The Met’s planned premiere of Iolanta/Bluebeard’s Castle was cancelled due to the Great Blizzard That Wasn’t. All ticket holders were given refunds and exchanges, and the premiere was moved to January 29. As a result the lobby of the Met pre-performance was a noisy zoo. The will call line spiraled almost to the basement stairs and my! all that fur (on both the men and the women). Outside was a small but noisy group of protestors. It’s understandable that the Met staff seemed a bit frazzled and overwhelmed. Read more »
“Surprises—or let’s say pleasant surprises—are among the chief joys of frequent opera-going. Best, and most precious, of all these impromptu delights is the eagerly anticipated performance that soars beyond even one’s most extravagant fantasies. That’s what happened when Sonya Yoncheva sang her first Met La Traviata last Wednesday: I expected something lovely, but what I beheld was nothing short of magnificent.” [New York Observer]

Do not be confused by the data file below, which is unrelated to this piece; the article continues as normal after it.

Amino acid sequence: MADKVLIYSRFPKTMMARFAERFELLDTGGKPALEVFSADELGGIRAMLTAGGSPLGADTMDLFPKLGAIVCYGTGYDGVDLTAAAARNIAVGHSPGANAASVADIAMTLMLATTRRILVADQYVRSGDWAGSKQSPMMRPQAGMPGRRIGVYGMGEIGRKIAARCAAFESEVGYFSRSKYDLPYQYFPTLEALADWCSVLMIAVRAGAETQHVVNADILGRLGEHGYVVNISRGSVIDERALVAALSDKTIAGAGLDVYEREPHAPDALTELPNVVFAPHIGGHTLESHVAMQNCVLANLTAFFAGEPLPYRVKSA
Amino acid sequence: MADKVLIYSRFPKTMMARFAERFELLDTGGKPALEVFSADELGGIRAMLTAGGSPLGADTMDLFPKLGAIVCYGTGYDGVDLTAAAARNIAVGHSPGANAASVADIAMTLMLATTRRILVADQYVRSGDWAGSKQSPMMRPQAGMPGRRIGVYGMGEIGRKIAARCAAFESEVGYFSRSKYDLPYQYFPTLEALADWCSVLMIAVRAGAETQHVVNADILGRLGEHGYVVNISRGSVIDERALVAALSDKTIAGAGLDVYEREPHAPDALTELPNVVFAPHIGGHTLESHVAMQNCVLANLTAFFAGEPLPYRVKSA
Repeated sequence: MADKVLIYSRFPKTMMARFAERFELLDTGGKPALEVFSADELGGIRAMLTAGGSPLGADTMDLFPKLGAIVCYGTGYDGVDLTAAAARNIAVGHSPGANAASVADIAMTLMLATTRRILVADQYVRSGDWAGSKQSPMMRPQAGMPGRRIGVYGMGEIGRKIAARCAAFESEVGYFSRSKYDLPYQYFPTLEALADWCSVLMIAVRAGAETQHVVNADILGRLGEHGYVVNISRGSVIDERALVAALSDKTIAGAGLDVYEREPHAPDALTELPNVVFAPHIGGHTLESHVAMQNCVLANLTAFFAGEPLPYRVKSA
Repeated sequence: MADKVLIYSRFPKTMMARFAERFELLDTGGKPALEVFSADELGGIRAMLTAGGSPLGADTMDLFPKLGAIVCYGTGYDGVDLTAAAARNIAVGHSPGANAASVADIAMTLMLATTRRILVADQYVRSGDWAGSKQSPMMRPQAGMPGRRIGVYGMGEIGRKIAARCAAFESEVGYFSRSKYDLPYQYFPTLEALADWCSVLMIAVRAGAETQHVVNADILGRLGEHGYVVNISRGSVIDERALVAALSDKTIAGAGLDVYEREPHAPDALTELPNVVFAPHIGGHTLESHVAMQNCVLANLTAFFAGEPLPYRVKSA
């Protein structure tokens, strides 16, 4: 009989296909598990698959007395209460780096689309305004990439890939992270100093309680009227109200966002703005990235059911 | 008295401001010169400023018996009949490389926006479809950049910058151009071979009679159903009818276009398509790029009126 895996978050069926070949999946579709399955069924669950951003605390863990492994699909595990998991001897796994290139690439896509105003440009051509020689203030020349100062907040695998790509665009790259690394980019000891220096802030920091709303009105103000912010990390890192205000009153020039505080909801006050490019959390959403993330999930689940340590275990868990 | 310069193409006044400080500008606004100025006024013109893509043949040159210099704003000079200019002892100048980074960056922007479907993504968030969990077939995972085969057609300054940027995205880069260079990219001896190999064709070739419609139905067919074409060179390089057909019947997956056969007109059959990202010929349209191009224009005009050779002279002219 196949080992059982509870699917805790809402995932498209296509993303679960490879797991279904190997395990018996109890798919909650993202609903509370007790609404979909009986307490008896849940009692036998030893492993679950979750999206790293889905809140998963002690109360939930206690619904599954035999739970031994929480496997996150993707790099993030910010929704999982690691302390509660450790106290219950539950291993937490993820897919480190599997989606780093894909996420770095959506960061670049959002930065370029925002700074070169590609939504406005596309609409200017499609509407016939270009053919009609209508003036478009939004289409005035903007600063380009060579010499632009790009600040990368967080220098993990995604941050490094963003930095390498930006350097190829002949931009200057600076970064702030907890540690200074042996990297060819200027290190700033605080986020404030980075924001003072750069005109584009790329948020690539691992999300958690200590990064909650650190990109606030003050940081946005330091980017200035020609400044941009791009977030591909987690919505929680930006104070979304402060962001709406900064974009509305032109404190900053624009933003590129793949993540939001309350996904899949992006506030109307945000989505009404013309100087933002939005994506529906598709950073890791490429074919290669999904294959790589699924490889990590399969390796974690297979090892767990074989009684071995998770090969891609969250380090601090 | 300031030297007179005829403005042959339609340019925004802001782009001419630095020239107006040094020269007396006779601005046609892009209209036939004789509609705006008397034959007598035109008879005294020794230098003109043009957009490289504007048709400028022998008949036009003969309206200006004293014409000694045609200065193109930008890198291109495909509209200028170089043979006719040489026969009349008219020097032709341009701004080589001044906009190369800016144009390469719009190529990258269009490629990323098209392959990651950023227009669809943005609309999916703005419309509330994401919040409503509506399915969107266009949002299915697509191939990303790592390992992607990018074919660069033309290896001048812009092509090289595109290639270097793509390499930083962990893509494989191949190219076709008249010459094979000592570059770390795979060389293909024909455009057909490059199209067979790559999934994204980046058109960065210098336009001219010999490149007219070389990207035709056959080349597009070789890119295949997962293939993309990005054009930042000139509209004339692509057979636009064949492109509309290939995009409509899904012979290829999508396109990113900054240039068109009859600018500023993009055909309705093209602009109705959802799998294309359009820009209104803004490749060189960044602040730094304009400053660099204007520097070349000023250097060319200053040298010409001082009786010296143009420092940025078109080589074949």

At what moment does a “rising star” become simply a “star”? A crucial step toward that operatic pinnacle may have occurred Wednesday evening at the Metropolitan Opera when soprano Sonya Yoncheva triumphed in her first US Violetta. Since its premiere there in 2010, Willy Decker’s starkly devastating production of Verdi’s La Traviata has been waiting for the ideal protagonist to don Wolfgang Gussmann’s iconic red dress and with its sixth soprano she has arrived. Read more »
Vittorio Grigolo in the title role of the Met’s revival of Les Contes d’Hoffman is the opera version of the charming homeless drunk.
La Cieca is sometimes asked what it is that a dramaturg does, or why it is that an opera house need a dramaturg
Ludovic Tézier is continuing to recover from an illness.
Verdi must have gotten tired of tossing and turning by now and has gone back to resting in peace.
One of the major complaints about the five year casting system (as well as the shared productions by different companies) is that operatic events are rarely surprises anymore.